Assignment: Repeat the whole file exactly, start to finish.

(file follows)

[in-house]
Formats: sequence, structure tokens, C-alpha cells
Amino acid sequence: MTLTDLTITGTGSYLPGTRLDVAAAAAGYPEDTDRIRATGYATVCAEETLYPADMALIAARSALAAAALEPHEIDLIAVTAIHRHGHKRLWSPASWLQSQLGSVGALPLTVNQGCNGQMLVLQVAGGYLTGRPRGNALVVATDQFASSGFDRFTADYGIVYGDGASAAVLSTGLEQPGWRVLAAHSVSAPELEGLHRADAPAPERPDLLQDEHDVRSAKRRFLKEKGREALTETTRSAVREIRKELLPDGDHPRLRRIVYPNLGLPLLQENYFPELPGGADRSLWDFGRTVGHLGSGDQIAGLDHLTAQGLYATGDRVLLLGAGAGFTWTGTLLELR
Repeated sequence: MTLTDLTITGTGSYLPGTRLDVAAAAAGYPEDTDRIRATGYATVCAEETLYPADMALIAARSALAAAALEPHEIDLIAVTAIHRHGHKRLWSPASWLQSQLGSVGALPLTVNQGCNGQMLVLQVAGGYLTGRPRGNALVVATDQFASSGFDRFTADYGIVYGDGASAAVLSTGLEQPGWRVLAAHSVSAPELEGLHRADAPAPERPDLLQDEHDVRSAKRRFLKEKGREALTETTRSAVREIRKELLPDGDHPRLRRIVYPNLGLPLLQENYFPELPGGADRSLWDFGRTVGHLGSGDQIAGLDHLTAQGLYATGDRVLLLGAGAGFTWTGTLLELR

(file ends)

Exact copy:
[in-house]
Formats: sequence, structure tokens, C-alpha cells
Amino acid sequence: MTLTDLTITGTGSYLPGTRLDVAAAAAGYPEDTDRIRATGYATVCAEETLYPADMALIAARSALAAAALEPHEIDLIAVTAIHRHGHKRLWSPASWLQSQLGSVGALPLTVNQGCNGQMLVLQVAGGYLTGRPRGNALVVATDQFASSGFDRFTADYGIVYGDGASAAVLSTGLEQPGWRVLAAHSVSAPELEGLHRADAPAPERPDLLQDEHDVRSAKRRFLKEKGREALTETTRSAVREIRKELLPDGDHPRLRRIVYPNLGLPLLQENYFPELPGGADRSLWDFGRTVGHLGSGDQIAGLDHLTAQGLYATGDRVLLLGAGAGFTWTGTLLELR
Repeated sequence: MTLTDLTITGTGSYLPGTRLDVAAAAAGYPEDTDRIRATGYATVCAEETLYPADMALIAARSALAAAALEPHEIDLIAVTAIHRHGHKRLWSPASWLQSQLGSVGALPLTVNQGCNGQMLVLQVAGGYLTGRPRGNALVVATDQFASSGFDRFTADYGIVYGDGASAAVLSTGLEQPGWRVLAAHSVSAPELEGLHRADAPAPERPDLLQDEHDVRSAKRRFLKEKGREALTETTRSAVREIRKELLPDGDHPRLRRIVYPNLGLPLLQENYFPELPGGADRSLWDFGRTVGHLGSGDQIAGLDHLTAQGLYATGDRVLLLGAGAGFTWTGTLLELR